By Carmen Duarte
The Arizona Daily Star, Tucson
WWR Article Summary (tl;dr) 32 year old Selina Barajas is the founder of “Mi Reina Mobile Boutique.” Barajas can thank her father for helping to get “rolling.” Barajas’ father helped renovate an old 1961 Siesta Liner trailer, which houses the boutique.
The Arizona Daily Star, Tucson
A father and daughter had a dream to bring more business to Tucson’s south side. They worked and carved out a niche through a pop-up boutique on wheels.
Rene Rodriguez, a retired Sunnyside Unified School District coach, teacher and counselor, used his trade skills — along with the help of friends — and in five months renovated a 1961 Siesta Liner trailer, which houses Mi Reina Mobile Boutique.
Rodriguez, 60, did not stop there. After two years of tinkering, he is wrapping up a bucket-list project and putting the final touches on a 1957 Chevrolet truck that will pull the Siesta Liner to pop-up markets.
The toil, sweat and about a $7,000 investment is worth it when he sees his daughter, Selina Barajas, 32, erupting with smiles and enthusiasm as the founder of Mi Reina Mobile Boutique.
Barajas will showcase Mi Reina — My Queen — among the 15 businesses participating in a pop-up market for young entrepreneurs at Viva Performing Arts Center during the Tucson Rodeo Parade on Thursday, Feb. 23.
Mi Reina will sell some Western fashions modeled by real vaqueras, who have grown up riding horses, said Barajas, who comes from five-generations of Southern Arizona vaqueros.
In addition, the boutique “offers affordable, unique and stylish fashions” for young women to seniors, said Barajas, who selects clothes, accessories and purses to fit all occasions.
She purchases her merchandise, including vintage wear, in Los Angeles . Barajas said she keeps in mind that her customers are “thrifty and savvy shoppers on a budget.” Prices range from $4 for accessories to $40 for a party dress or a blazer. A blouse can sell for $12 on up to $28.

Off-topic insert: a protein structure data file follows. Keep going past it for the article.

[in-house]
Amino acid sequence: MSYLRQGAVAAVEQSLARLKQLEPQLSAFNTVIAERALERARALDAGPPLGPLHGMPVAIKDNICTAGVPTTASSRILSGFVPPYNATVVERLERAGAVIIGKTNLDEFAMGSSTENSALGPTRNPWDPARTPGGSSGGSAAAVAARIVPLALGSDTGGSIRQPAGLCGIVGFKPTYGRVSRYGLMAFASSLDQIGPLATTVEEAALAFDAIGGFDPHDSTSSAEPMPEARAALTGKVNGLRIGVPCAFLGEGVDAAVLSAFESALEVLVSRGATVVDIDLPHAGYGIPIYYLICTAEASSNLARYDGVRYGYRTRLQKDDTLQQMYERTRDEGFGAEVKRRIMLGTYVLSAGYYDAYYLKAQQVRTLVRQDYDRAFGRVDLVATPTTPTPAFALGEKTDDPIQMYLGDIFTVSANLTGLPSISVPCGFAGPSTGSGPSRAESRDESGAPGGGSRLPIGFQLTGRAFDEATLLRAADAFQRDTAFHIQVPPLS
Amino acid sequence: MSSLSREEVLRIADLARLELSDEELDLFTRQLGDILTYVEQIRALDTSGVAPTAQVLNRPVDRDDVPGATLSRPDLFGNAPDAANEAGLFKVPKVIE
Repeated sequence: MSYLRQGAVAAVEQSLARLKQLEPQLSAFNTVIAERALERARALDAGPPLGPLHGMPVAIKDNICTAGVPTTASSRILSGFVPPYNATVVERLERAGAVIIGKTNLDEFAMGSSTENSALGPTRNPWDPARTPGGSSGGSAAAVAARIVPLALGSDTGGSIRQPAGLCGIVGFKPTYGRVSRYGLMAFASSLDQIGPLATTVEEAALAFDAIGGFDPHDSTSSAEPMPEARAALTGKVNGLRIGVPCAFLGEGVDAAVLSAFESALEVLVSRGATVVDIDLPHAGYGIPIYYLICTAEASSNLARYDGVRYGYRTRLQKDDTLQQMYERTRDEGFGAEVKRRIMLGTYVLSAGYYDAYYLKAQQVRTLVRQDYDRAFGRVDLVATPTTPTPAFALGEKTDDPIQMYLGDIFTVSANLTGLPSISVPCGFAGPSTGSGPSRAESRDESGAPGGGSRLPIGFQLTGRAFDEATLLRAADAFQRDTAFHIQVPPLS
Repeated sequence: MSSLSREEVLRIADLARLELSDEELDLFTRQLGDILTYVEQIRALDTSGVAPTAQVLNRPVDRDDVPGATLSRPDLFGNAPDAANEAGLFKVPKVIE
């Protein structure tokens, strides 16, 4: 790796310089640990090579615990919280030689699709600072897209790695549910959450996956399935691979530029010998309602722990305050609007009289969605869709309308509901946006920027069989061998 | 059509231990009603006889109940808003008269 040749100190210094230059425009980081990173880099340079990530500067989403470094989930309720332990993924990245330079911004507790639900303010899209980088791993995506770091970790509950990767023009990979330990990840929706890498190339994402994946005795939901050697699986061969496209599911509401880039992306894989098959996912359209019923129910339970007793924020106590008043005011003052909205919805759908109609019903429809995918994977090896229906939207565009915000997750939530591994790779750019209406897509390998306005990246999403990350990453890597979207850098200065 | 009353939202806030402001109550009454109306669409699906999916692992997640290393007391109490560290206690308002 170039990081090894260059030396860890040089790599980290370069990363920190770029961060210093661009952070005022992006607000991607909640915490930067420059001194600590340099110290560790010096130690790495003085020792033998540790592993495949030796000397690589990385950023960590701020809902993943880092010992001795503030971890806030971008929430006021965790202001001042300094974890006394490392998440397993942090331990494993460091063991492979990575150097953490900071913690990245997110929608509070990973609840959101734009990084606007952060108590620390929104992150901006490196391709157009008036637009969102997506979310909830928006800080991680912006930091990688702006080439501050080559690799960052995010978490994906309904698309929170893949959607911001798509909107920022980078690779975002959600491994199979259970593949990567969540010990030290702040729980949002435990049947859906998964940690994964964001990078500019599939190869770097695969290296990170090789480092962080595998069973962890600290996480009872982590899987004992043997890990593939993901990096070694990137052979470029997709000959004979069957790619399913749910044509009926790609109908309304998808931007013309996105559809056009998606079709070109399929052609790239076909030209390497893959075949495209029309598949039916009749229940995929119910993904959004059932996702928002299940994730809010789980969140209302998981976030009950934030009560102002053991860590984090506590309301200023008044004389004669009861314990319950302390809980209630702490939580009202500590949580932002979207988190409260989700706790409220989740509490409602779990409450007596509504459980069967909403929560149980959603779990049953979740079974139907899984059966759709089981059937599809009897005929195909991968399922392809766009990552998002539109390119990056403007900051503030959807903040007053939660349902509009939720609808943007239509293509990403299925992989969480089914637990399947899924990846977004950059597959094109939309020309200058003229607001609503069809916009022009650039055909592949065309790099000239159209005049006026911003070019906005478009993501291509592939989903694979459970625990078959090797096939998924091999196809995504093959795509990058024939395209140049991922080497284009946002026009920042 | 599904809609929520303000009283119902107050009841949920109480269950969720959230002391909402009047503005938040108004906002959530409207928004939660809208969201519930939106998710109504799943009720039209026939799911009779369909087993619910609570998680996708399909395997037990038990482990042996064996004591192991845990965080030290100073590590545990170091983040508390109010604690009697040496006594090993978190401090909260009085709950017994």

“I want to help women feel radiant and comfortable,” said Barajas, explaining that is how her grandmother, the late Erlinda Gallego, made her feel while growing up. Her grandmother called the special women and girls in her life “mi reina,” an endearing title that filled Barajas with confidence.
It was only natural that Barajas wants the boutique’s fashion to make customers feel beautiful and powerful as the women “dress for their day, taking on a multitude of roles, including those of students, bosses, caregivers and overall magicians,” said Barajas, who is married to Abraham Barajas and has 3-year-old Sofia Luna.
“I invest in staple items that women can wear from work to the playground to a night out,” said Barajas, explaining that she also teams up with Tucson businesses that offer beauty and sports-fitness products to keep women’s skin and bodies healthy.
She plans to organize about six pop-up markets a year working with local companies and The Common Group, a development company is seeking to attract businesses to the south side.
“My merchandise captures the essence of our complex lives,” said Barajas, who moved to Los Angeles in 2008 to earn her master’s in urban planning from UCLA and now works for the city of Inglewood.
She travels to Tucson often and began her mobile boutique business here because she wants to invest on Tucson’s south side, which she considers her community.
She has the support of her father and mother, Gracie Rodriguez, also a retired Sunnyside educator. Gracie documented through video and photographs her husband and daughter’s journey in creating Mi Reina, along with the support of family and friends.
The mobile boutique may eventually travel to Los Angeles and become a player in pop-ups there.
That excites Rene Rodriguez, who with his wife, travel often to see their daughter and her family in California.
He pictures his Chevy truck pulling the Siesta Liner to park near a beach where he can watch the sunset over the ocean.